That’s a big theme running through Ad Astra, in point of fact; it’s not just space that’s inimical to humanity, but the social, military, and economic systems humans have built to get us to space. From the suicide awareness posters plastered up on the Mars base that Roy visits to the rigid, protocol-heavy dialogue that dominates the film, laden with technical information but bereft of empathy and human feeling, Ad Astra depicts a milieu where people are only valued according to their practical function. Gray never beats us over the head with it, but it’s just there, always present as a kind of thematic background radiation, in almost every character interaction, in so many of the design choices, in the implicit assumptions we’re asked to make about how this near-future society functions — the people we meet are conditioned to behave as if they have no interiority at all.

Watch this space.

And so, we’re granted access to Roy’s inner life via his voice-over narration, which clues us in to his inner thoughts, fears, and desires in ways that his regular physical and psychological examinations do not. There are times when his narration undermines the action of the film — we don’t need to be told what we’re already seeing, after all — but those are few; for the most part, it’s a crucial element of the film, giving us vital insight into Roy’s emotional journey. Perhaps it’s useful to compare Damien Chazelle’s First Man (2018), which walled us off from the inner world of Ryan Gosling’s Neil Armstrong to the film’s detriment; Armstrong’s journey in that film felt hollow because we weren’t given enough points of connection with him for empathy to kick in. Here, if anything, we’re given a few too many, but they’re vital to the film’ goals.

It is Pitt’s film, by the way, and he delivers his finest performance yet. Physically he’s perfect for this part: a paragon of masculine beauty aged into rugged middle-age, but with sensitive, sad eyes that betray the inflexible, set posture of the whole. On the metatextual level, he’s even better. Twenty years ago, he mused in Fight Club (1999), ‘Our fathers were our models for God. If our fathers bailed, what does that tell you about God?’ In Ad Astra he attempts an answer, making a solar-system-long leap of faith to confront his absentee father/ God, who has cast off his family to ponder the mysteries of the universe, why he was abandoned.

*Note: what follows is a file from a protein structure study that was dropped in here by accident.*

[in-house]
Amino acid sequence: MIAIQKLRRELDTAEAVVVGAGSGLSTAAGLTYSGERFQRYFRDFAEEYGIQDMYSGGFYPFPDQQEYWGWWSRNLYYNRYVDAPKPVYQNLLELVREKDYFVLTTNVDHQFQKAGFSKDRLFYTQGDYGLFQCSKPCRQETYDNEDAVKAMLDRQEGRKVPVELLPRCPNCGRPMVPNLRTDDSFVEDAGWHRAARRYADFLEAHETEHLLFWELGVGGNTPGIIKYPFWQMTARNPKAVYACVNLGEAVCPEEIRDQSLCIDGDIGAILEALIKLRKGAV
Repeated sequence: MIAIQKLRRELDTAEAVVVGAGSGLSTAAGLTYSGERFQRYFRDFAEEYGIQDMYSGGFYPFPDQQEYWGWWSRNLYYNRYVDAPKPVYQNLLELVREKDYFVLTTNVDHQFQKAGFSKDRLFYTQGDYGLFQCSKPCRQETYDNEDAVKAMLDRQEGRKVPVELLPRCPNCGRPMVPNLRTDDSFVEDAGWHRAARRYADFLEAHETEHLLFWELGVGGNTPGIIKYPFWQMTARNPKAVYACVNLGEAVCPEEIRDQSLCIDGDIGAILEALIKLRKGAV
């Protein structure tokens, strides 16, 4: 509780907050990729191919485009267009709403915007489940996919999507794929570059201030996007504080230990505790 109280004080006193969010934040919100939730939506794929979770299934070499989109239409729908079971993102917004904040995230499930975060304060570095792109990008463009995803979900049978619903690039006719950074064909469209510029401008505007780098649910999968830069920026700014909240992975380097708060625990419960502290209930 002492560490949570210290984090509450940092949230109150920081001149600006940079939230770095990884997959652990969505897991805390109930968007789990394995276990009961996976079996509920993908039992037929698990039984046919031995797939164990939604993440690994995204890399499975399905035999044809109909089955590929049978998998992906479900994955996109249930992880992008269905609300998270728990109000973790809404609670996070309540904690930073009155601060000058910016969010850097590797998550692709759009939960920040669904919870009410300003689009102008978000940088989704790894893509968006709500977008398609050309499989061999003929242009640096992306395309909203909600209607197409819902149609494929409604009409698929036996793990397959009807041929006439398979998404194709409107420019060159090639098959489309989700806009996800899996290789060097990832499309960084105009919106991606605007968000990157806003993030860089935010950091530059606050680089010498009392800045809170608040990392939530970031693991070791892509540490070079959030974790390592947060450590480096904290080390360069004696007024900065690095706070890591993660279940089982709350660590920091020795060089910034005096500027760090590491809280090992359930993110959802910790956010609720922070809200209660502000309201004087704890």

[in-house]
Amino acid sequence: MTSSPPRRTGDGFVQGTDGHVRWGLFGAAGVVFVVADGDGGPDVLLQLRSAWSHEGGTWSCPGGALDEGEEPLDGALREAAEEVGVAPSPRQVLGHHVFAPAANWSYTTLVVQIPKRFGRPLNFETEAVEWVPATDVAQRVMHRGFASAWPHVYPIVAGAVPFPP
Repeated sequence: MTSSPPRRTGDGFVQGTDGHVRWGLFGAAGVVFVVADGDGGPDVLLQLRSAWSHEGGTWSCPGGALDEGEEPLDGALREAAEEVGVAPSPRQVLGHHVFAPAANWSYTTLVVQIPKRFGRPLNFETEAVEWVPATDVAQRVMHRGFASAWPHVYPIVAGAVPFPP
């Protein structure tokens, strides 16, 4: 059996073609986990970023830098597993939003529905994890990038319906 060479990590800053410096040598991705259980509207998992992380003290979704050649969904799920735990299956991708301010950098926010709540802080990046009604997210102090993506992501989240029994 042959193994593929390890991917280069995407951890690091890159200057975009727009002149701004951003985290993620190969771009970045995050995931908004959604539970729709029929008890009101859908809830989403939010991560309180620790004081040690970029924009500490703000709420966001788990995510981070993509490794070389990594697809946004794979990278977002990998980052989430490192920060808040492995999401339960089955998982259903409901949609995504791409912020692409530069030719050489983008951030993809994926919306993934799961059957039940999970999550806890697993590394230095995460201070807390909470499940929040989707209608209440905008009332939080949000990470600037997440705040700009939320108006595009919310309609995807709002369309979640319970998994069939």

That father is Tommy Lee Jones, The Fugitive (1993), and again the casting is spot on. Jones’ screen time is limited; so is everyone’s bar Pitt — Donald Sutherland, Ruth Negga, Natasha Lyonne and more come and go along the way, but our point of focus remains firmly on our protagonist. Nonetheless, his shadow looms over the entire film, and our ultimate encounter with him is powerfully resonant; he’s at once awe-inspiring and disappointing, pitiful and angering, an Old Testament prophet and a deadbeat dad at once. Jones’ almost caricature-like reputation for stone-faced stoicism leads to expect a certain type of figure to be waiting for us in the film’s third act; his consummate command of his craft gives us something quite other. We tend to forget the aching, all too human sadness and weariness that Jones is capable of projecting, but that’s what he brings to bear on us in this performance, and the effect is breathtaking.

‘Trust me when I say, this dimness is for the best.’

For me, at least; for me, and for a lot of other men I’ve noticed, who lock into Ad Astra’s thematic groove with immediate intensity. There’s stuff going on here that we recognize, even if we can’t process or articulate it, even if we glibly or snidely dismiss it (some of the more vituperative broadsides at the film feel a little too performative to me). Still, this is not a film for everyone. The deliberate pacing and almost complete lack of action — at least, ‘action movie’ action — may be wearying for some. The fact that the film’s area of concern encompasses the limits of stoicism and the failings of traditional masculinity may alienate some of the viewers that might benefit the most from its messaging.

Nonetheless, Ad Astra is a superb work of cinematic art: thoughtful, complex, and challenging, beautiful in its construction, fearless in its thematic probing. In a time when every second-rate superhero opus is granted the sobriquet ‘epic,’ here finally is a film that earns the title.

5 / 5 – Don’t Miss!

Reviewed by Travis Johnson

Ad Astra is released through 20th Century Fox Australia